The recent global pandemic brought an increased awareness of the importance of food supply. In the days before March 2020, the majority of the UK’s population had perhaps taken for granted that food and drink items seem to magically appear on the supermarket shelves overnight. With the pubs, hotels and restaurants all closed, many people turned to enjoying a dram of whisky or can of beer at home. While savouring the taste of a well-earned drink, some may have realised just how much hard work and logistics planning goes into producing said treat.
SALT OF THE EARTH
ALTHOUGH MANY IN THE MODERN MEDIA HAVE TAKEN TO DEMONISING SALT, IT’S ONE OF THE MOST ESSENTIAL MINERALS ON THE PLANET AND A BASIC CONSTITUENT OF MANY PRODUCTS AND PROCESSES. IT’S USED IN FOOD PRODUCTION, WATER TREATMENT, ANIMAL FEEDS AND NOT LEAST FOR ICE AND SNOW CLEARANCE IN WINTER. IN OTHER WORDS, WE COULD NOT LIVE WITHOUT IT. BOB BEECH TALKS TO ELLIOT WITHERS, THE FOUNDER OF SALT EXPRESS, THE UK’S LEADING INDEPENDENT ALTERNATIVE SALT PROCESSOR AND DISTRIBUTOR.
Salt has played a huge part in the development of civilisation and societies throughout the world. The ancient Greeks and the Romans among others, placed great value upon salt, using it as payment and a measure of wealth, so much so that it was used as an offering to the Gods at times. Its importance in many cultures is shown by its use in many phrases, such as ‘Salt of the earth’ to praise an individual, or ‘Not worth his salt’ to described a lazy or untrustworthy individual.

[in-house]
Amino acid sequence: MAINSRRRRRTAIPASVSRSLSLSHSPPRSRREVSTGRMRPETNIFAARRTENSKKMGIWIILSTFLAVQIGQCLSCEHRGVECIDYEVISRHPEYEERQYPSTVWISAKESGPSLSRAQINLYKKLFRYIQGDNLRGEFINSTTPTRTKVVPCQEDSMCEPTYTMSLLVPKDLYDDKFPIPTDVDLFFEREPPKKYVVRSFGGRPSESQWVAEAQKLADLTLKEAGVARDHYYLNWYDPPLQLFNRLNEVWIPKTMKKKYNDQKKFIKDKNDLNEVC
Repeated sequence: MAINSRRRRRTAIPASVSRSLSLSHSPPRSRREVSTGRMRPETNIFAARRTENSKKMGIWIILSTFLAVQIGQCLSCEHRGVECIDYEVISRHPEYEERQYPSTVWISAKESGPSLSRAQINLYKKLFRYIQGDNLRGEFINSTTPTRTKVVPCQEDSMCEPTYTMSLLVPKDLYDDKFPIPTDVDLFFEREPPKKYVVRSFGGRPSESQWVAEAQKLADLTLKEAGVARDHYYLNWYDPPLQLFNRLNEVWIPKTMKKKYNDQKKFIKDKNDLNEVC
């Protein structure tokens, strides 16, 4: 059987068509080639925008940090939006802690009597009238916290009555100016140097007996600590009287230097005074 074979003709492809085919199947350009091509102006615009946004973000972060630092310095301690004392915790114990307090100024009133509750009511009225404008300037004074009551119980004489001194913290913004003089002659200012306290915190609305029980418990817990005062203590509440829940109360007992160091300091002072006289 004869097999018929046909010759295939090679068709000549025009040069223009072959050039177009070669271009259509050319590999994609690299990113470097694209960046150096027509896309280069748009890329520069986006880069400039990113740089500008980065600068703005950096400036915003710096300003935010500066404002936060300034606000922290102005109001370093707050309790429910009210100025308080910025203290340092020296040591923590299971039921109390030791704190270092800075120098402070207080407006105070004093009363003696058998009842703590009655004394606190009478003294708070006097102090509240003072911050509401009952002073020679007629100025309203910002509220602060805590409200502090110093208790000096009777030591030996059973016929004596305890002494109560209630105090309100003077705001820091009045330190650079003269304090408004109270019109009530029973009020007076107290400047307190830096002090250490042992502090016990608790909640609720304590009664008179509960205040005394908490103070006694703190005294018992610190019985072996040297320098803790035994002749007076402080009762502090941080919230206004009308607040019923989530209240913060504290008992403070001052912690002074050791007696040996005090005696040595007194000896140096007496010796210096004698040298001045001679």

BUILDING TO THE CUSTOMER’S OWN SPECIFICATION
DERBYSHIRE-BASED SWADLINCOTE ALUMINIUM WELDING BUILDS ALL SIZES AND TYPES OF BODIES, NOT ONLY IN ALUMINIUM BUT ALSO IN STEEL. IT ADDITIONALLY PROVIDES A FULL COMMERCIAL VEHICLE REPAIR AND REFURBISHMENT SERVICE AND CAN TURN ITS HAND TO ALMOST ANYTHING. BOB BEECH TALKS TO THE WINFIELD FAMILY.
Many of the bigger tipper bodybuilders have streamlined their product ranges to boost efficiency and benefit from the economies of scale that large production runs inevitably bring. Trying to meet the exact needs of many customers is not for the bigger players, they invariably seek the big multiple orders to achieve greater efficiency. This can pose a problem for operators looking for a bespoke design to meet their exact needs. If they need the body and equipment to be tailored to do a particular job, they require the services of a company that has the flexibility and capability to cope with non-standard applications.
TESTING THE LATEST VOLVOS
IN THE EARLY PART OF THE SUMMER VOLVO TRUCKS HELD A BIG RIDE AND DRIVE EVENT AT THE MILLBROOK PROVING GROUND IN BEDFORDSHIRE. IT PROVIDED A WIDE SELECTION OF RIGIDS AND ARTICS FROM THE FM, FMX AND FH RANGES. BOB BEECH TRIED OUT THE LATEST MODELS OVER A RANGE OF ROUTES.
All of the trucks were laden and there was a separate off-road section for the two eight-wheel tippers available. The FM420 and FMX460 were obviously of great interest to Bulk and Tipper readers and we made a beeline for this pair. We also took an FM13/460 6×2 pusher axle tractor unit. It was coupled to a fully-laden silo tank trailer and is the type of outfit used by many operators in this sector. The FM is also popular for tipper operators looking to maximise payloads. Volvo also included a fully electric 6×2 rigid from the smaller FE range in the line-up, providing a potential glimpse into the future for UK truck operators.